- 'THE WISE BUILD BRIDGES': Ryan Coogler's "Black Panther" has fans planning repeat viewings before they even leave the theater.
Ryan Coogler has made the best Marvel movie, and let's not damn it with faint praise. "Black Panther" transcends genre to become a flat-out kickass piece of pop culture. Nothing so quickly has given lie to the idea that black cinema is some sort of niche, any more than black music is. No so-called superhero movie has so committed to a lived-in universe that feels more subversive and dynamic (in this case, an African utopia that seamlessly blends afro-futurism with comic-book sci-fi mysticism). It's funny, the action resonates, the performances are aces across the board and absolutely not one bit of it apologizes for being thoroughly, joyously, unabashedly black. It had the fifth-best opening weekend of any movie in history, and outside of some sea change in a "Star Wars" franchise, nothing's likely to do more to re-center the popular idea of the popcorn movie.
The soundtrack debuted at No. 1 on the Billboard charts by essentially turning the whole record over to a Kendrick Lamar mixtape. Seriously, stream the explicit version now and you'll be gobsmacked that a Disney property got this dank or this dark and it's great. So, yeah, go see "Black Panther," if you haven't already. Go even if you have. I saw it in a packed theater about 48 hours after it came out, and on the way out rode the escalator with a guy who'd already seen it twice and was planning to see it again soon.
What happened to turn this into a new "Titanic," in which fans are scheduling repeat viewings on the way out of the current one? The simplistic answer would be some reading of racial pride: As in, holy cats, it's about time someone threw $200 million toward a movie that's at least as black as most Hollywood movies have been white for eons. Black people buy fully one of every seven movie tickets sold in the U.S./Canadian market, and yet movies that showcase black stars, and are helmed by black directors, are ridiculously scarce. Fictional it may be, the central African nation of Wakanda, where "Black Panther" largely takes place, comprises perhaps the longest stretch of any movie of this budget spent in Africa. That's ridiculous, but it speaks to how blinkered and provincial American studios' tastes are, even when they're serving up tales of intergalactic travel and alien worlds.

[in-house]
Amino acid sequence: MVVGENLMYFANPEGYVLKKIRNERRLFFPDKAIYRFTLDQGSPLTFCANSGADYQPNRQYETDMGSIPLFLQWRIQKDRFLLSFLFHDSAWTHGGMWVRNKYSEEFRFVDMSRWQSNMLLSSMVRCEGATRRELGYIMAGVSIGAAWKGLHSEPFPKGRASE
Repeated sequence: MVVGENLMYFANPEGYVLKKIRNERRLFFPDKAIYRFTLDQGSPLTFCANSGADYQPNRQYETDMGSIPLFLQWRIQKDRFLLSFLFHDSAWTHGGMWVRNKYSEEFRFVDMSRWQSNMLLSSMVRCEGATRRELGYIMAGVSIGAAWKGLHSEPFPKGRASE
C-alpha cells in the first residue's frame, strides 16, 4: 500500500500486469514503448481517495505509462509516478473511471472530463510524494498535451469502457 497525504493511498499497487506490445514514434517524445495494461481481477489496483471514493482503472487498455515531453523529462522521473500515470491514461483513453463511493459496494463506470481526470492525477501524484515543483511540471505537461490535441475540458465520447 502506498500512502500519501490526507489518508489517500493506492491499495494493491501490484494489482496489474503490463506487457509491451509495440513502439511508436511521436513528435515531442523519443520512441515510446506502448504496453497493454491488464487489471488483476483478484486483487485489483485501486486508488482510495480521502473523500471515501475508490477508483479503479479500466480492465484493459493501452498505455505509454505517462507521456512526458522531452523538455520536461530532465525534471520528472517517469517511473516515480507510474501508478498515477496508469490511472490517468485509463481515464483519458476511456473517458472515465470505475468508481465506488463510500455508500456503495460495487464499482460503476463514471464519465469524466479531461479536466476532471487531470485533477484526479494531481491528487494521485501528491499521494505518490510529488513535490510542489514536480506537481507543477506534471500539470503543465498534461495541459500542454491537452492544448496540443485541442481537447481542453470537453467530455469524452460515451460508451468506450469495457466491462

It took provenance from space to make Wakanda happen. In the telling, a giant vibranium meteorite landed eons ago and became the basis for a hidden utopia that uses tech derived from the quasi-magical metal to cloak itself as an impoverished land of goatherds and rainforest. An assassination in a previous Marvel flick now means T'Challa, aka Black Panther (Chadwick Boseman, having played Jackie Robinson, James Brown and Thurgood Marshall, has a knack for being cast as icons) will ascend to the Wakandan throne and must grapple with the country's very identity: Does it remain isolated, rich and safe? Or can Wakanda survive if it reveals itself to the world? Two villains are going to press the issue. Andy Serkis is an arms dealer who happens to be missing one arm of his own; he joins a mercenary named Killmonger (Michael B. Jordan) in a vibranium heist that metastasizes. Angela Bassett plays T'Challa's mom; Forest Whitaker is his mentor; Letitia Wright his Tony Stark-esque gadget-genius sister; and Lupita Nyong'o is his rad spy ex-girlfriend. Up and down, the cast is solid as can be, and Coogler, the co-writer and director, gets the most out of them. Moments that could sag with portentousness instead soar with real emotion; scenes of exposition still crackle with humor. The visual styling, the raw imagination and mashup of traditional styles and weapons with a futuristic tech mean a scene as potentially rote as a car chase can have at least a half-dozen quiet innovations at play.
People go see movies for a lot of reasons. "Black Panther" nails pretty much every last one of them.